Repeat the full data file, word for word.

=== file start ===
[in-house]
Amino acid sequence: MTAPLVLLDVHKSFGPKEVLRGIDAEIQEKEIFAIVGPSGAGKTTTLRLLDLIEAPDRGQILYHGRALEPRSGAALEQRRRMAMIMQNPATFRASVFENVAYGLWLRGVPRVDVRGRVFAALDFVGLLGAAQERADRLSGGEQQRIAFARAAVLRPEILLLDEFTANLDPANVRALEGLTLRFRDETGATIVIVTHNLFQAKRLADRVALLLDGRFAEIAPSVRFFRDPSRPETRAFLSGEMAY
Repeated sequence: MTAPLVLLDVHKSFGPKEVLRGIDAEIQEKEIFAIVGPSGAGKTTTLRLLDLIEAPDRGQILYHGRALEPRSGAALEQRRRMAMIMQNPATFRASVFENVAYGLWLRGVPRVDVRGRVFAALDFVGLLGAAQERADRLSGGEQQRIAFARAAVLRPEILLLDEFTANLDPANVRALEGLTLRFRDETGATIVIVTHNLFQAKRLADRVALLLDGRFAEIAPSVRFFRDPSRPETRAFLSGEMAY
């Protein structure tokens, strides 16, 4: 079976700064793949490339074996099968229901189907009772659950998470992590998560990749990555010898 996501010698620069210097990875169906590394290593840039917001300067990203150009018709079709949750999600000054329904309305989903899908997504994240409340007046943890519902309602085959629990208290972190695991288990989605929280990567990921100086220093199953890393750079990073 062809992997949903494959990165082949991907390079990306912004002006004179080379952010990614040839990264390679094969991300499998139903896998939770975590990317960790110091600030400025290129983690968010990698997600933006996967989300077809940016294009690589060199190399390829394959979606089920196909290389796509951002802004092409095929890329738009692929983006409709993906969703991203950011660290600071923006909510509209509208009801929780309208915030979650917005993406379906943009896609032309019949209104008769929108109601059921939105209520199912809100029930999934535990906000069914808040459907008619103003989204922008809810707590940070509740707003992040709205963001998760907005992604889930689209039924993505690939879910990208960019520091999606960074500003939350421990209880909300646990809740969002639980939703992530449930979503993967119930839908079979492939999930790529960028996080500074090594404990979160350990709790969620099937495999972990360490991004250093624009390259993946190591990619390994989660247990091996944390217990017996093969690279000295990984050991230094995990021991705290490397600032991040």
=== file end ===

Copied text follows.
[in-house]
Amino acid sequence: MTAPLVLLDVHKSFGPKEVLRGIDAEIQEKEIFAIVGPSGAGKTTTLRLLDLIEAPDRGQILYHGRALEPRSGAALEQRRRMAMIMQNPATFRASVFENVAYGLWLRGVPRVDVRGRVFAALDFVGLLGAAQERADRLSGGEQQRIAFARAAVLRPEILLLDEFTANLDPANVRALEGLTLRFRDETGATIVIVTHNLFQAKRLADRVALLLDGRFAEIAPSVRFFRDPSRPETRAFLSGEMAY
Repeated sequence: MTAPLVLLDVHKSFGPKEVLRGIDAEIQEKEIFAIVGPSGAGKTTTLRLLDLIEAPDRGQILYHGRALEPRSGAALEQRRRMAMIMQNPATFRASVFENVAYGLWLRGVPRVDVRGRVFAALDFVGLLGAAQERADRLSGGEQQRIAFARAAVLRPEILLLDEFTANLDPANVRALEGLTLRFRDETGATIVIVTHNLFQAKRLADRVALLLDGRFAEIAPSVRFFRDPSRPETRAFLSGEMAY
């Protein structure tokens, strides 16, 4: 079976700064793949490339074996099968229901189907009772659950998470992590998560990749990555010898 996501010698620069210097990875169906590394290593840039917001300067990203150009018709079709949750999600000054329904309305989903899908997504994240409340007046943890519902309602085959629990208290972190695991288990989605929280990567990921100086220093199953890393750079990073 062809992997949903494959990165082949991907390079990306912004002006004179080379952010990614040839990264390679094969991300499998139903896998939770975590990317960790110091600030400025290129983690968010990698997600933006996967989300077809940016294009690589060199190399390829394959979606089920196909290389796509951002802004092409095929890329738009692929983006409709993906969703991203950011660290600071923006909510509209509208009801929780309208915030979650917005993406379906943009896609032309019949209104008769929108109601059921939105209520199912809100029930999934535990906000069914808040459907008619103003989204922008809810707590940070509740707003992040709205963001998760907005992604889930689209039924993505690939879910990208960019520091999606960074500003939350421990209880909300646990809740969002639980939703992530449930979503993967119930839908079979492939999930790529960028996080500074090594404990979160350990709790969620099937495999972990360490991004250093624009390259993946190591990619390994989660247990091996944390217990017996093969690279000295990984050991230094995990021991705290490397600032991040």